How Corporate Tax Reform Can Grow The Economy, Restore Jobs And Lift Wages


The American economy suffers the highest corporate tax rates in the developed world, if not the entire world at nearly 40% (35% federal and an average of about 5% state).

By comparison, corporate rates in Asia average half that at 20.1% and in Europe less than half, at 18.9%. Ireland offers a corporate tax rate of 12.5%. Canada now has a 15% corporate rate. The United Kingdom will soon have a 17% rate. U.S. corporate taxes are outdated and counterproductive in this global environment.

President Trump has proposed lowering the federal corporate tax rate to 15%, with the same 15% rate applying to “pass through” income on mostly smaller businesses organized as partnerships, sole proprietors, and Subchapter S corporations. Even with the state corporate rates, American business would again be competitive with Europe and Asia.

Studies worldwide confirm that corporate taxes are borne mostly by workers rather than corporate investors, with 70% to 90% of each corporate tax dollar “paid” by workers in terms of lost jobs and wages. That is why the rest of the world has been so busily cutting corporate taxes over the last 25 years.

This tax incidence results because capital is more mobile than workers and able to flee tax-burdensome jurisdictions more easily for more tax-friendly business climates in today’s global economy. Workers can’t uproot their families from their homeland as easily as investors can reinvest overseas. Indeed, America’s outdated corporate income tax rates are causing capital flight from the United States.

This has been happening for years now through corporate reorganizations called “inversions.” An American company merges with a foreign company from a lower-tax, business-friendly jurisdiction, such as Canada, or Ireland, or the United Kingdom.

After the merger, the new company is no longer an American company, but Irish, or Canadian, or British. It now pays the corporate tax rates of its new country. This tax flight is happening with even major, iconic American firms, especially pharmaceutical giants.

As a result, U.S. governments lose all of the taxes formerly paid by the fleeing company. Workers lose jobs as well: Current jobs plus new jobs the company would have created. That contributes to declining demand for American labor, which slows wage growth across the board.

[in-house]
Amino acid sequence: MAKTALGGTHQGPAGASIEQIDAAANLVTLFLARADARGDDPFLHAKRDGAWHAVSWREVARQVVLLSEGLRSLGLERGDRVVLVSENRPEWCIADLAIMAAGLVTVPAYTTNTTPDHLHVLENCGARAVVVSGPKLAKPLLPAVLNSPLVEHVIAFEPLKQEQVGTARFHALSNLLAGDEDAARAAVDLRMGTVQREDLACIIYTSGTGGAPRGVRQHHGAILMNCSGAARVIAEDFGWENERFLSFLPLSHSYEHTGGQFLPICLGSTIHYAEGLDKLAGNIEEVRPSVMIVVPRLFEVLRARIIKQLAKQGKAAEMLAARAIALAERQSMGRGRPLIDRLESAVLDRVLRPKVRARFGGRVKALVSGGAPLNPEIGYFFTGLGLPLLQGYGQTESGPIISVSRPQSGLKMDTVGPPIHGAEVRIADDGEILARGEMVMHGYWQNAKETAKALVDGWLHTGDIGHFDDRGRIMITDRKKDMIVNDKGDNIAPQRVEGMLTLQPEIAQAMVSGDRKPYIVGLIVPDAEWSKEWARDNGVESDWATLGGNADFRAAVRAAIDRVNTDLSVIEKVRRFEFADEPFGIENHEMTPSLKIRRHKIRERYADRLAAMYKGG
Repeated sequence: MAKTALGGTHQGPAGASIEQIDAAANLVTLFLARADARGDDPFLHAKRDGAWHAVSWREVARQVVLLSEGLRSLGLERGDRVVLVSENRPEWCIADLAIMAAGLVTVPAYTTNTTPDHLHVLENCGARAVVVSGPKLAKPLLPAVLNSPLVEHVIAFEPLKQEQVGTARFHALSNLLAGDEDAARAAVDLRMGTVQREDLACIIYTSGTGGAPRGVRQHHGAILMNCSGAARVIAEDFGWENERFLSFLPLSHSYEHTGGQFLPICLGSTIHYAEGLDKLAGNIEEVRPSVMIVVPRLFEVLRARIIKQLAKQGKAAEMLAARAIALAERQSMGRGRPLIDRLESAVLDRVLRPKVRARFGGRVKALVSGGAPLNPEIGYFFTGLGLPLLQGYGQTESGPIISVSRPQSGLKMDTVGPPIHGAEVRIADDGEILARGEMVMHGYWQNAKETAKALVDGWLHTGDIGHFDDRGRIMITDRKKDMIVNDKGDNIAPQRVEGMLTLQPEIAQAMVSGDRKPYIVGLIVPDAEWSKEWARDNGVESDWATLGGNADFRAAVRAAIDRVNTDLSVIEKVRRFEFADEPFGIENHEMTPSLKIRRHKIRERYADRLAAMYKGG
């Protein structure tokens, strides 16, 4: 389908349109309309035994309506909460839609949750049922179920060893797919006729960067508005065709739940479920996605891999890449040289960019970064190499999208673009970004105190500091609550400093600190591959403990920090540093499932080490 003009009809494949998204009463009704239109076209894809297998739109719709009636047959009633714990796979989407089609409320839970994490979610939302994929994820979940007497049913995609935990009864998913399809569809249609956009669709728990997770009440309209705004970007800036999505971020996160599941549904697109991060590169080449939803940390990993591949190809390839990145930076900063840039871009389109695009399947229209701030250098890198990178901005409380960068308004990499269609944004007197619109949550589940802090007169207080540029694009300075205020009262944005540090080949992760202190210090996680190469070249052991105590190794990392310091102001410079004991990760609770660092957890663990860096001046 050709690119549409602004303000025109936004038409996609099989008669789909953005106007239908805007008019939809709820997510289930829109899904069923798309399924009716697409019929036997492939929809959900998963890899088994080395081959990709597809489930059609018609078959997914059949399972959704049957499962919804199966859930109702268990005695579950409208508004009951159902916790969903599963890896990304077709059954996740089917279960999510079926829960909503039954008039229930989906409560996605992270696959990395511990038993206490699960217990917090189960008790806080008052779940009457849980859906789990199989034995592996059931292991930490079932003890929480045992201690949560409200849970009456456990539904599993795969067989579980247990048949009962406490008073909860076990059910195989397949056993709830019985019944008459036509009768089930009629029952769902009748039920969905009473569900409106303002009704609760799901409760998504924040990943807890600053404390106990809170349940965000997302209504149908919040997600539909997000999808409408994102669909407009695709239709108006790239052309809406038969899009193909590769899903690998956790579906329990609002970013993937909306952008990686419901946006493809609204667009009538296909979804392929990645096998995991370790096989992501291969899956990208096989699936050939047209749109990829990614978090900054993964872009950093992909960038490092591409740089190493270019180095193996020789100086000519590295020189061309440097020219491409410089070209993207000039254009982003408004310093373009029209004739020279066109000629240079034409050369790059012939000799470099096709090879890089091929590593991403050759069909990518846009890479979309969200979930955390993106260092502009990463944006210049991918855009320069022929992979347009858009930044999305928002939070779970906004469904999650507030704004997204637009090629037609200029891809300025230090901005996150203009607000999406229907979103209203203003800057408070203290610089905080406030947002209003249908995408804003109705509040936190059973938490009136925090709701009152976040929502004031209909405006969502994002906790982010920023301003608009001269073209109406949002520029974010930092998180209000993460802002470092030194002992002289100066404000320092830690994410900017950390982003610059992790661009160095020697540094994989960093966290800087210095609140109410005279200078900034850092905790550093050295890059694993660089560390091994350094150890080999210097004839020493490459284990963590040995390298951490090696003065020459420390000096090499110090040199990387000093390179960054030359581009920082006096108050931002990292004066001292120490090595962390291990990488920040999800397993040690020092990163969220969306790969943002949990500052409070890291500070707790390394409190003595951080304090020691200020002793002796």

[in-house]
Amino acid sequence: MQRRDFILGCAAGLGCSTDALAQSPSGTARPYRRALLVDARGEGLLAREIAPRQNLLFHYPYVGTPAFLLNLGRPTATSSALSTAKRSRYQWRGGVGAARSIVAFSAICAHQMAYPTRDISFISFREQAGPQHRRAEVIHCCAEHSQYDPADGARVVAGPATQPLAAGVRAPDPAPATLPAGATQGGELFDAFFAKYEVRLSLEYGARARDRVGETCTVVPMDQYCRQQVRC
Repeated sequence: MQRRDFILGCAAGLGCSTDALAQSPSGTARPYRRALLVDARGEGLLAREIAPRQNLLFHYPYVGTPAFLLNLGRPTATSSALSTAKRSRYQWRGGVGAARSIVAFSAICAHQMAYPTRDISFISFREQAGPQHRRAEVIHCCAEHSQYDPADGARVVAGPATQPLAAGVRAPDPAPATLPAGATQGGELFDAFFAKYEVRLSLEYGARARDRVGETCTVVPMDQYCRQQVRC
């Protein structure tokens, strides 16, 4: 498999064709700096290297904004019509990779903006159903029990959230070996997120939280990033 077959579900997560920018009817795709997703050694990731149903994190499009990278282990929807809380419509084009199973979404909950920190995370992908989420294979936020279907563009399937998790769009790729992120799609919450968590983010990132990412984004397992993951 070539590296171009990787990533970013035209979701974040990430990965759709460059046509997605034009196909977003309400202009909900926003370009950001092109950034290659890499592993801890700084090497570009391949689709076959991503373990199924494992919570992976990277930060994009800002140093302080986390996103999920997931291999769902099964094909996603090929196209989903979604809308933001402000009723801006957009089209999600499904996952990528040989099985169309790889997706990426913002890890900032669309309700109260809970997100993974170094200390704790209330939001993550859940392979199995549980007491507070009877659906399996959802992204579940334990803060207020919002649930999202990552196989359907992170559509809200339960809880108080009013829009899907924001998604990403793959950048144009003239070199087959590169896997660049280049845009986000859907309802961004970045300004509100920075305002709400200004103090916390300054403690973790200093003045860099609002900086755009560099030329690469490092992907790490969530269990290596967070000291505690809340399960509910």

Capital flight has also resulted from U.S. corporations trying to protect their income from double taxation. Overseas earnings are first taxed by the foreign country where it is produced. Any after-tax profits these companies return to America must then also pay U.S. corporate taxes.

But if American companies hold that money overseas, creating jobs and increasing wages there rather than in America, they don’t have to pay U.S. taxes. That is why multinational U.S. companies now hold over $2 trillion (and growing) abroad.

This capital flight contributed to the worst recovery from a recession since the Great Depression, declining middle-class wages and incomes, and long-term economic stagnation under President Obama. President Trump proposes a one-time corporate tax rate of 10% on foreign earnings now held abroad if reinvested in the U.S. Government in the U.S. will then still derive some revenue from that money, and workers in the U.S. will gain new jobs and rising wages as well.

Based on its Taxes and Growth model of the U.S. economy, the Tax Foundation estimates that such a tax reform plan would increase real GDP by over 9%, and real wages by 8%, while creating at least 2 million new, permanent, full-time jobs. After counting the effects of increased economic growth under dynamic scoring, the reform could be revenue neutral. Computer simulations by an economics team led by Boston University Professor Laurence Kotlikoff estimated that this tax reform would increase U.S. wages and GDP by up to 8%, and actually increase annual federal revenues on a dynamic basis.

The real beneficiaries of such tax reform would be blue collar workers and the middle class, with millions more new jobs and the return of rising wages.

Uhler is founder and president of the National Tax Limitation Committee and the National Tax Limitation Foundation (NTLF). He served as a contemporary and collaborator with Ronald Reagan and Milton Friedman, in California and across the country.
Ferrara is a senior fellow at the Heartland Institute, and senior policy advisor to NTLF. He served in the White House Office of Policy Development under President Reagan, and as associate deputy attorney general of the United States under President George H.W. Bush.

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